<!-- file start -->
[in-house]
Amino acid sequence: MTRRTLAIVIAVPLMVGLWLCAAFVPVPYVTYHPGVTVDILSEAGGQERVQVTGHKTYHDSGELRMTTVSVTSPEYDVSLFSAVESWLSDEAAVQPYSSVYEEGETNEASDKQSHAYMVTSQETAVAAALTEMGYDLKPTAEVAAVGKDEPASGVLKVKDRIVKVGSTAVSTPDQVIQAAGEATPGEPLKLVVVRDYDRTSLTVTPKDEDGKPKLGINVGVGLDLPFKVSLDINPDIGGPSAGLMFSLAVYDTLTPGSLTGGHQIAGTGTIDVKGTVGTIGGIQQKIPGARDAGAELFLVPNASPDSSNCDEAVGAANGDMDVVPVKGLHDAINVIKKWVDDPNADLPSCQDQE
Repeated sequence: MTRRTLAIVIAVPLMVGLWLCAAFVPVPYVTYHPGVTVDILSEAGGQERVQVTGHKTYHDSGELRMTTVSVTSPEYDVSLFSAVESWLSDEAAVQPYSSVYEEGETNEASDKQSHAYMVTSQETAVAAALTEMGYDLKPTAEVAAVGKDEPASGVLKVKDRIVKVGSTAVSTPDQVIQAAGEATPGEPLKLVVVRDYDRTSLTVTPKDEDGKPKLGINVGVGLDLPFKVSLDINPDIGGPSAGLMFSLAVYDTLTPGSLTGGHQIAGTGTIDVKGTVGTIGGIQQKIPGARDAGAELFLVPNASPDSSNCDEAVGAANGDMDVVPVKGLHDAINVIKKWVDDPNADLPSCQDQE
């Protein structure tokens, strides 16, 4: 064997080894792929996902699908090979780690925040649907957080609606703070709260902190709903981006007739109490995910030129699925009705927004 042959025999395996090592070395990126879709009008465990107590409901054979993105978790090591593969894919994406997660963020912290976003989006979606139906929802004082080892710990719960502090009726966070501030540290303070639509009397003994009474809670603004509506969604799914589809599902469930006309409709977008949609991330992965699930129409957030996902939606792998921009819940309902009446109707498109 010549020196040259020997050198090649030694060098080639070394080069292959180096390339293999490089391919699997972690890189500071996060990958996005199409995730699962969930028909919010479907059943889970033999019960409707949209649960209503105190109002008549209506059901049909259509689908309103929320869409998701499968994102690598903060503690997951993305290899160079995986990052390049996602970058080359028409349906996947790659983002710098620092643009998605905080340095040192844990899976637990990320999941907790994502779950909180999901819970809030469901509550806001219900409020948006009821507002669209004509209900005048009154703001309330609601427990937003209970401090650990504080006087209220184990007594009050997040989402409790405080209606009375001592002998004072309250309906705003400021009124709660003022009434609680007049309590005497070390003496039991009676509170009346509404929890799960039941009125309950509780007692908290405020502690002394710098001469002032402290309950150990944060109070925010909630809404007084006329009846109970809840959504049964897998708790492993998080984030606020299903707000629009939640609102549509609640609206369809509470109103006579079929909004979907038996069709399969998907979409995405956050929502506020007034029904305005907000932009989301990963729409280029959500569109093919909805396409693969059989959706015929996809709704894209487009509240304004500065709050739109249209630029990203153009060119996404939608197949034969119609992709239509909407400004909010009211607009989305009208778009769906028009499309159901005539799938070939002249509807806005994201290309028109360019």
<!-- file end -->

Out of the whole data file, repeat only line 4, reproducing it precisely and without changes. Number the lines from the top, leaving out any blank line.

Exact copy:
């Protein structure tokens, strides 16, 4: 064997080894792929996902699908090979780690925040649907957080609606703070709260902190709903981006007739109490995910030129699925009705927004 042959025999395996090592070395990126879709009008465990107590409901054979993105978790090591593969894919994406997660963020912290976003989006979606139906929802004082080892710990719960502090009726966070501030540290303070639509009397003994009474809670603004509506969604799914589809599902469930006309409709977008949609991330992965699930129409957030996902939606792998921009819940309902009446109707498109 010549020196040259020997050198090649030694060098080639070394080069292959180096390339293999490089391919699997972690890189500071996060990958996005199409995730699962969930028909919010479907059943889970033999019960409707949209649960209503105190109002008549209506059901049909259509689908309103929320869409998701499968994102690598903060503690997951993305290899160079995986990052390049996602970058080359028409349906996947790659983002710098620092643009998605905080340095040192844990899976637990990320999941907790994502779950909180999901819970809030469901509550806001219900409020948006009821507002669209004509209900005048009154703001309330609601427990937003209970401090650990504080006087209220184990007594009050997040989402409790405080209606009375001592002998004072309250309906705003400021009124709660003022009434609680007049309590005497070390003496039991009676509170009346509404929890799960039941009125309950509780007692908290405020502690002394710098001469002032402290309950150990944060109070925010909630809404007084006329009846109970809840959504049964897998708790492993998080984030606020299903707000629009939640609102549509609640609206369809509470109103006579079929909004979907038996069709399969998907979409995405956050929502506020007034029904305005907000932009989301990963729409280029959500569109093919909805396409693969059989959706015929996809709704894209487009509240304004500065709050739109249209630029990203153009060119996404939608197949034969119609992709239509909407400004909010009211607009989305009208778009769906028009499309159901005539799938070939002249509807806005994201290309028109360019």